What Drives Organizations? Applying Maslow’s Hierarchy of Needs to Corporations

4 minute read

In 1943, Abraham Maslow published his theory on the hierarchy of needs. You have probably come across it at some point in your life. Maslow used the terms "physiological," "safety," "belonging and love," "social needs," and "self-actualization" to describe the linear ascension of human motivation. According to Maslow, human beings are motivated to satisfy basic physiological needs such as food and water before they can progress to the next level of needs for safety, belonging, social acceptance, and self actualization. The further removed the individual is from simply obtaining the necessities of life, the less anxiety and tension is present as they seek to fulfill higher functions of personal growth. The pursuit of these functions is critical to the advancement of innovation as the individual is liberated to focus on the needs of others once their own necessities have been fulfilled.

The arc of Maslow’s theory closely aligns with the needs of corporations.  From a legal perspective, American corporations have been granted many of the same rights as individuals under the 14th amendment of the Constitution (See 1886 Santa Clara County v. Southern Pacific Rail Road). Over the past 130 years, corporations have evolved into legally distinct beings that enjoy many rights normally reserved for individuals such as the right to own property, enter into contracts, or pursue legal action. If corporations possess many of the same legal rights that individuals do, it stands to reason that corporations also share a hierarchy of motivations that begin with their basic need of survival.      

The International Monetary Fund is forecasting that the U.S. and Canadian economies will shrink by 8.0% and 8.4% this year because of COVID-19 related shutdown. As these effects hit corporate balance sheets, many executives have been forced to take extraordinary measures to keep their businesses solvent. corporate leaders are shifting their focus to satisfy the company’s basic ‘physiological’ needs for cash flow, liquidity, and debt coverage at the expense of higher corporate aspirations. The abrupt departure of these aspirations is particularly problematic when viewed in the context of environmental stewardship. As Maslow’s work highlights, the greatest advancements in corporate innovation are likely to occur beyond the base levels of sustenance. As corporations mortgage future development to sustain existing operations, critical ESG commitments, research, and technologies are less likely to come to fruition.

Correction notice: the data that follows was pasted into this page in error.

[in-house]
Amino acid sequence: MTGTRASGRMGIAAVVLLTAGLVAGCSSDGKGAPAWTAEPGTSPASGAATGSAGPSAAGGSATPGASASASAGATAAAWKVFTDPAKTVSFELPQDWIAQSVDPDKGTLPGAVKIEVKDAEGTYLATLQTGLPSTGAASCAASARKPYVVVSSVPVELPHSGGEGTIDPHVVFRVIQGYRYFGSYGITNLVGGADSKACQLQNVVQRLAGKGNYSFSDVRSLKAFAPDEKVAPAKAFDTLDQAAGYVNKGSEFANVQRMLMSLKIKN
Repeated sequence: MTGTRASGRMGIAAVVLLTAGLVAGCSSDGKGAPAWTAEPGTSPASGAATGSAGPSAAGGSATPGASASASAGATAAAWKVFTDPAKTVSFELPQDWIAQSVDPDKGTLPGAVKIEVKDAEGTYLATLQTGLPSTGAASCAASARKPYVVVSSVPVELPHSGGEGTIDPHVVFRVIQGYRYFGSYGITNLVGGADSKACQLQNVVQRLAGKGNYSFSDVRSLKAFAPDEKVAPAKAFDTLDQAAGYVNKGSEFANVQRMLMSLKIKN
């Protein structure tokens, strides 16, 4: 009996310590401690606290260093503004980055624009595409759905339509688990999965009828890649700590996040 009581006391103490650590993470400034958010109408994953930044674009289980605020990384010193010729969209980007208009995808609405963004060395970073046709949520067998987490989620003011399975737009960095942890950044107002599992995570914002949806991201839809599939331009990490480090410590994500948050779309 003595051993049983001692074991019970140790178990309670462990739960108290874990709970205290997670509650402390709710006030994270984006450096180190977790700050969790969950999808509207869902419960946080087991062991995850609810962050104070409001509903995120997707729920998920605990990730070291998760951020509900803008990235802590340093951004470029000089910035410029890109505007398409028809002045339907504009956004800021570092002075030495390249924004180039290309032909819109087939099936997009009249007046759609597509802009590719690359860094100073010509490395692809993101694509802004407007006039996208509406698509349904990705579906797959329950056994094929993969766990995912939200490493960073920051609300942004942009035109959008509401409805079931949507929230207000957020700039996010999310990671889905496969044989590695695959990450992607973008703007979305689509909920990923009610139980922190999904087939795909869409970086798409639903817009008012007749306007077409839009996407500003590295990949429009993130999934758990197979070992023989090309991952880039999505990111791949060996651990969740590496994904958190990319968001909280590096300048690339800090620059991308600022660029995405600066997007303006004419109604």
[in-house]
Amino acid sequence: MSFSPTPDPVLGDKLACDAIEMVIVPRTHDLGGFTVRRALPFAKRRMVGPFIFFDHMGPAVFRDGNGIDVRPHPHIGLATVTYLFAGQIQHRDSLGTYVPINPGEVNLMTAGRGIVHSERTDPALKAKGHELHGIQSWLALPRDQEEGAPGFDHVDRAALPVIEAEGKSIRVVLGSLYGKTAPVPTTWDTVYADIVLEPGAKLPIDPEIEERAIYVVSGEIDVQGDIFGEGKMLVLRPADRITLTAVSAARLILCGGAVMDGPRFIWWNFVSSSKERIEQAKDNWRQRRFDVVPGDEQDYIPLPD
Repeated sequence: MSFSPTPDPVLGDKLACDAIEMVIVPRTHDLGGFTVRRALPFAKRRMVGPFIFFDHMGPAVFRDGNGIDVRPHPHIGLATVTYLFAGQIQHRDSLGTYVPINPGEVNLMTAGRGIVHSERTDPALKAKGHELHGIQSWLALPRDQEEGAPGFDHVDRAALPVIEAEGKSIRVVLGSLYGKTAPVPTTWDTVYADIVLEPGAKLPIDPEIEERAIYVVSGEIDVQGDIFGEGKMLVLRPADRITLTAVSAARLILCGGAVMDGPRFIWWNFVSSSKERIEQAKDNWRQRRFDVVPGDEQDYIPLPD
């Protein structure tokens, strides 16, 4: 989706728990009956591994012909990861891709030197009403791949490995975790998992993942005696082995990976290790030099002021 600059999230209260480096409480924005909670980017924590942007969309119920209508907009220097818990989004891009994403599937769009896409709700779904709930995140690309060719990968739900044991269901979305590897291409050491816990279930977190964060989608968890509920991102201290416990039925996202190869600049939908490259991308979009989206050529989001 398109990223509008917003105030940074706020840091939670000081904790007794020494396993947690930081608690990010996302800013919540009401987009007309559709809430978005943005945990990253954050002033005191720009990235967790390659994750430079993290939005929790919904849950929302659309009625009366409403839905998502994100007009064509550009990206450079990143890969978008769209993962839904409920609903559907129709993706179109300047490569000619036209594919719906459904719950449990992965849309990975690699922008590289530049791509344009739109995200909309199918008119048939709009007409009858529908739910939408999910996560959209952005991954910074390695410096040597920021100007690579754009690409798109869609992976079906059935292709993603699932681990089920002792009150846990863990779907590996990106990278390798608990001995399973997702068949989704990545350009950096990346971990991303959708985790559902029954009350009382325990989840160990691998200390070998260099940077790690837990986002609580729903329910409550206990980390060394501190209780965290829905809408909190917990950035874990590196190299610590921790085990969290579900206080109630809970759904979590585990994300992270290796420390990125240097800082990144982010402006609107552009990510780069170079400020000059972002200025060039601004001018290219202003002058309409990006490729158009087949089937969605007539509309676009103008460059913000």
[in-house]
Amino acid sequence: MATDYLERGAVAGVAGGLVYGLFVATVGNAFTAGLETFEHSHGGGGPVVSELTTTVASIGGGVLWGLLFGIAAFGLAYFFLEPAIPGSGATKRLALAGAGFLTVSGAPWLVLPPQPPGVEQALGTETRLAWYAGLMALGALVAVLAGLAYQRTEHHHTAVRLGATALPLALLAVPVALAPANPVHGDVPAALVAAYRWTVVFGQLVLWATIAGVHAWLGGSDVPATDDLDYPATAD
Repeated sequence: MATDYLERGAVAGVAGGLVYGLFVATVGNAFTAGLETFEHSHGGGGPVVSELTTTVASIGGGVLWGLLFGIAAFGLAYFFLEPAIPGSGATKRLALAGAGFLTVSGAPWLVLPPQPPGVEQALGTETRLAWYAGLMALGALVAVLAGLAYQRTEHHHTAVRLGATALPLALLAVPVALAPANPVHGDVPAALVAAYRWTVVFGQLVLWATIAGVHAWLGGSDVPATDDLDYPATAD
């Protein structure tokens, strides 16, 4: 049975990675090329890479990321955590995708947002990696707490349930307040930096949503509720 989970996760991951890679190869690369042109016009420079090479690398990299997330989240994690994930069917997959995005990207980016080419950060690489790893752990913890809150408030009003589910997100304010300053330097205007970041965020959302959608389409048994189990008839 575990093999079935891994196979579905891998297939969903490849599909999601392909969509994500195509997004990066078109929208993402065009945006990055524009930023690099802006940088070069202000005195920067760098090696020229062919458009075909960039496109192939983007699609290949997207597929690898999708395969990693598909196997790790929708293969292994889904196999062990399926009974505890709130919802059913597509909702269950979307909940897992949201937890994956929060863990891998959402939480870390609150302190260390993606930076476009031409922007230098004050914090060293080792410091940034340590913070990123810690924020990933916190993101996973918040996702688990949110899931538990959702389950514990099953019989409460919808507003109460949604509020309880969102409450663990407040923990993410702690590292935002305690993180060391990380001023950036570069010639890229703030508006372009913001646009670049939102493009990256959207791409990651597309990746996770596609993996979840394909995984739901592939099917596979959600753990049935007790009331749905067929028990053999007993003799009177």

According to Bloomberg, climate change-related talk on S&P500 earnings calls fell from 33% in Q1 to just 17% in Q2 as Companies re-tooled their corporate strategies to focus on the fiscal necessities of survival. This is strong evidence that higher corporate functions are a luxury of choice – ones that are only possible if the basic corporate needs of survival are met. Therefore, stakeholders should celebrate Companies that remain steadfast in their commitment to environment, social, and governance standards in the face of a global pandemic. This praise is warranted because corporate ESG commitments confirms the importance of these factors to the survival of their business. These corporate leaders do not view ESG as a luxury of choice or a higher corporate function, but rather as a fundamental cornerstone to the success of their business.

As noted by Bloomberg, discussions regarding the acceleration of the climate crisis dropped by 50% on average across every industry in the S&P 500 earnings call transcripts from Q1 to Q2 2020. The largest pull back was seen by Technology Companies (53%), Financial Services (69%), and Energy Companies (58%). Energy Companies touted their energy transition goals earlier this year, but unsurprisingly this rhetoric has dwindled and has been replaced with urgent discussions regarding production cuts, liquidity, and plummeting demand. What may be surprising are the industries that have managed to keep ESG commitments front-of-mind during coronavirus-dominated earnings calls. As noted by Bloomberg, “Sustainability talk in the utility sector did decline in the first quarter, but only by 31%. The drop at industrial companies was just 10%”.

Earnings call transcripts are a way for management to communicate corporate priorities directly to shareholders.  While a pull back of long-term initiatives is inevitable as Companies focus on the short-term realities of survival, the degree of pull back could signal the level of commitment of Companies towards environmental stewardship in the long-term. The next time you are looking through the earnings call transcripts of Companies you have invested in make a point to quickly scan through previous transcripts prior to the pandemic to see which Companies are still including language outlining their ESG ambitious and what resources they will be dedicating to achieve those objectives.


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This work has been funded by Viewpoint Foundation.